Multi-instrumentalists, vocalists and songwriters Roxy Caroline and Helen Wells make up Hyroine, a Cape Town-based band whose sound strikes a rare balance between raw intensity and airy mysticism. Hyroine are best friends, unsigned and unafraid to make their voices heard. “It’s important for different experiences to be shared and heard, especially if you’re a womxn,” they say.
The twosome have been making weird, haunting, fun and intimate music, weaving intricate guitar lines with sweet, surreal vocals since 2012. We recently chatted to them and they answered questions as Hyroine, a character that they conceptualised as a representative for the band. “You could describe her as our virtual body,” Helen explains.
Where are you today?
Hyroine: I’m house sitting right now because rent is hectic. It’s important to me to keep moving – life is kinda better this way. Better for the nudes, keeps things mysterious, keeps things fresh. I don’t know where I am most of the time though. This world doesn’t make much sense tbh.
You have been touring recently — how was the experience?
It was the first time I ever went overseas and I loved it. I met some off-the-wall artists and was respected as one of them too. I was on my own mission most of the time but met a lot of cute boys and girls on the way. I had loads of sex and ate good food. I locked myself in the studio and missed lots of sunsets but caught all the sunrises. No really, it was a fab experience and I’m left feeling very blessed.
Did you always enjoy music and singing?
Ever since I watched Bruce Almighty when I was 12, I think I just knew that this was my calling.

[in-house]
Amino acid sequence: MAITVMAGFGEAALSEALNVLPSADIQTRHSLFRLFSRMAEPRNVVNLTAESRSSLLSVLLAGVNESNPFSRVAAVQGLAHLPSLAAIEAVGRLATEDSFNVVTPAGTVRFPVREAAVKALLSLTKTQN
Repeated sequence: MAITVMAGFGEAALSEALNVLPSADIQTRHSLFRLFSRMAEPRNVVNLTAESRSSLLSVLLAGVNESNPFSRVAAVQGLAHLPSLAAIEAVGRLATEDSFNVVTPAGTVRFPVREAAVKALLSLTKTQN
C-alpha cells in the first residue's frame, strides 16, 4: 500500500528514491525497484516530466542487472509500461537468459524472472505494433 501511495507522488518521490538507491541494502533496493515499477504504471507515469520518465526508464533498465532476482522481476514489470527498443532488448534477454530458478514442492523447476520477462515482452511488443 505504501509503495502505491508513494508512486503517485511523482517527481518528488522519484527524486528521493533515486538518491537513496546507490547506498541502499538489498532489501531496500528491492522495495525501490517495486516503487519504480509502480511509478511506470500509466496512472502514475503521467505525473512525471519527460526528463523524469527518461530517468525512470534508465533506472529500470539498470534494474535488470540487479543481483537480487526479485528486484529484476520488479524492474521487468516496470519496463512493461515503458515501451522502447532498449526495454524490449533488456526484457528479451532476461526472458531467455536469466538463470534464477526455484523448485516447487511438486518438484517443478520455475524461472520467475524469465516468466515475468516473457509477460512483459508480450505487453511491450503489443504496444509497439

How would you describe your music to someone who hasn’t heard it?
Been trying to do that for a while now and I never seem to get it right. Dreamy? Punk? Jazz? Who can say?
Why the spelling change of your band’s name from heroine to Hyroine?
It was a creative move. Also just a middle finger to the word “he” and to misogyny in general. I’ve been advised not to change my name but I don’t think I’ll ever stop changing. It’s still pronounced the same but at the end of the day our names aren’t what make us seen or heard, it’s how loud we shout and what we’re shouting about. I’m shouting at years of conditioning. I’m shouting at people who won’t let me talk because I have a vagina. I’m singing softly to these same people too and sometimes that’s heard just as loudly.
What has been your most memorable live performance to date?
When I played naked at the Schrippe Hawaii live music venue in Berlin. It was more about what happened in the crowd that night. The audience joined me in taking their shirts off, the nips were out in full form! After the show a lot of people came up to me and thanked me for helping them overcome their fears. One womxn even cried. It meant a lot to me and I’ll never forget it.
Besides music, what other creative stuff are you into?
I draw, make clothes, edit videos, write stories, dance as much as I can and perform. I try stay as creative as possible in everything I do. This means I’m hard to follow but I guess that’s fine for somebody who’s not looking to have a messiah complex.
Any shout outs, upcoming announcements?
I’m releasing a single soon along with a mad music video made by a human named Daklis from Tel Aviv that I met in Berlin. He made most of the music videos for Berlin-based band Hush Moss and I’m a big fan of his work, so feeling pretty blessed. Other than that, playing at Endless Daze in November. Also going on a tour with the boyz from 1991 and Alice Phoebe Lou in January 2018. Gonna be huge. East coast right up to Joburg. LITLITLIT.
What do you hope for?
I hope that if you’re reading this, you’ll find me somehow and talk to me because I like meeting new people.